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Spectrum, IEEE

Issue 7 • Date July 1991

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Displaying Results 1 - 5 of 5
  • Concurrent engineering: new rules for world-class companies

    Page(s): 22 - 26
    Save to Project icon | Request Permissions | Click to expandQuick Abstract | PDF file iconPDF (795 KB)  

    The use of concurrent engineering (CE) techniques for developing and manufacturing high-quality products by companies that compete successfully around the world is examined. CE starts with multifunctional teaming, but it also includes concepts and techniques such as design for manufacture (DFM), continuous process improvement (CPI), total quality management (TQM), and quality function deployment (QFD). With CE, product development involves all parts of an organization. The benefits of CE-shorter time for product introduction, improved design quality, reduced design iterations, and shorter production time-are outlined. Advice for forming an interfunctional or interdisciplinary team is offered, and the use of structured analysis is briefly examined.<> View full abstract»

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  • Concurrent engineering: The DARPA initiative: encouraging new industrial practices

    Page(s): 26 - 27
    Save to Project icon | Request Permissions | Click to expandQuick Abstract | PDF file iconPDF (536 KB)  

    The DARPA Initiative in Concurrent Engineering (DICE), is a program launched in 1988 by the US Dept. of Defense's Defense Advanced Research Projects Agency (DARPA) to encourage the practice of concurrent engineering in the US military and industrial base. The overall goal is to develop an architecture for concurrent engineering in which the people working on a project can instantly communicate with each other and access, share, and store up-to-date information in a transient way, unhindered by geographic separation, organizational structure, product complexity, or incompatible tools, databases, and computing resources. The concurrent engineering services are being developed in conjunction with several pilot projects. All the project members belong to 'tiger teams', interdisciplinary groups that rove across traditional department boundaries, communicating their insights, making recommendations, and negotiating conflicts.<> View full abstract»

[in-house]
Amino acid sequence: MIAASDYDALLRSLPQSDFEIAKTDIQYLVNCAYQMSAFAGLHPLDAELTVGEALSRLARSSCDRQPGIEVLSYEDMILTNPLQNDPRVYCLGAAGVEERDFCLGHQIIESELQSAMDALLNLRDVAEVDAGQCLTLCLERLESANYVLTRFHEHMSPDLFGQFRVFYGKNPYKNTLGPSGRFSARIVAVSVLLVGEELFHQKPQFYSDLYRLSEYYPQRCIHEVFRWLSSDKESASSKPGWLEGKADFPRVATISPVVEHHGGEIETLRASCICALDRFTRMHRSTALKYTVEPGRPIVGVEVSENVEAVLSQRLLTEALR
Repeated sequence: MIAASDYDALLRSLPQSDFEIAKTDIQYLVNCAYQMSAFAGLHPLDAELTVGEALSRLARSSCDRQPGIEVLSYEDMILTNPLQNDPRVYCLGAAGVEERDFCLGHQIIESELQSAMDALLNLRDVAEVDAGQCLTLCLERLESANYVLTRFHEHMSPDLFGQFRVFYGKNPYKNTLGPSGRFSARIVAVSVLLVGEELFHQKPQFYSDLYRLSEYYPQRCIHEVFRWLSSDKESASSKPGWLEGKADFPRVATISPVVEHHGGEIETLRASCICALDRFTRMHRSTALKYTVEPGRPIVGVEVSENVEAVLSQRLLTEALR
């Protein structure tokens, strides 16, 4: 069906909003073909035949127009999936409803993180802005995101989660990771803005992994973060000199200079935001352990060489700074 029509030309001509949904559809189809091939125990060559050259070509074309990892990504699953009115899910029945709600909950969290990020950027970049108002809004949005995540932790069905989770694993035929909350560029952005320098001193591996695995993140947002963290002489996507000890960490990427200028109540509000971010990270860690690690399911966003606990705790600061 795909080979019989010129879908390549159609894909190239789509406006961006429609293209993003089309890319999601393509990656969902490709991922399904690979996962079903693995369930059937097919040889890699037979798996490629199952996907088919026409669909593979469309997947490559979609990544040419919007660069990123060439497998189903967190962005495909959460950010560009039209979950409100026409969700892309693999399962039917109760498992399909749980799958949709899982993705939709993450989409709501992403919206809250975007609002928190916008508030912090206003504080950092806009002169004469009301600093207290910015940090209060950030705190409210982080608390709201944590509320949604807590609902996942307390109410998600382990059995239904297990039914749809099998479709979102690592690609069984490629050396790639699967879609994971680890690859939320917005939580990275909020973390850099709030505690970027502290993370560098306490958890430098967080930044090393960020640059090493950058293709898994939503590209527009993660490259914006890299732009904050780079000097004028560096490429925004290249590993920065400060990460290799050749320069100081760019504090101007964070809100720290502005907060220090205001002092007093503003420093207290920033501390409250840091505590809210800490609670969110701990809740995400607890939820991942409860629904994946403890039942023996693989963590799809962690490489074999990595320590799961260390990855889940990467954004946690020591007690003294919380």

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  • Concurrent engineering: making it work calls for input from everyone

    Page(s): 30 - 32
    Save to Project icon | Request Permissions | Click to expandQuick Abstract | PDF file iconPDF (507 KB)  

    The elements necessary to the successful application of concurrent engineering (CE) are examined. Implementing CE takes commitment by the entire organization, from top to bottom. It takes education at all levels so that everyone speaks a common language. It takes repetition: managers and engineers must constantly impress upon their peers, and those above and below them, their commitment to CE. The CE organization must integrate the expertise from all the functions with the product design phase. The members of the team should be located near each other to encourage ongoing communications. It helps to provide workspaces for everyone connected with the team, even for people in ancillary disciplines who spend only part of their time on the project. Alternatively, or sometimes in addition, the product development team may accompany the product as it moves through its design and development phases. This will teach all team members the consequences of their earlier decisions. Getting closer to both customers and suppliers during the development process is also important.<> View full abstract»

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  • Concurrent engineering: success stories in instrumentation, communications

    Page(s): 32 - 37
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    Four case histories of the successful use of concurrent engineering (CE) to develop instrumentation and communications products are presented. They are the development of an oscilloscope at Hewlett-Packard, the development of internetworking products by Cisco Systems, large-scale systems development at Raytheon, and making one-of-a-kind products at ITEK optical systems.<> View full abstract»

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  • Selecting math coprocessors

    Page(s): 38 - 41
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    The selection of math coprocessors for the Intel 80386 View full abstract»

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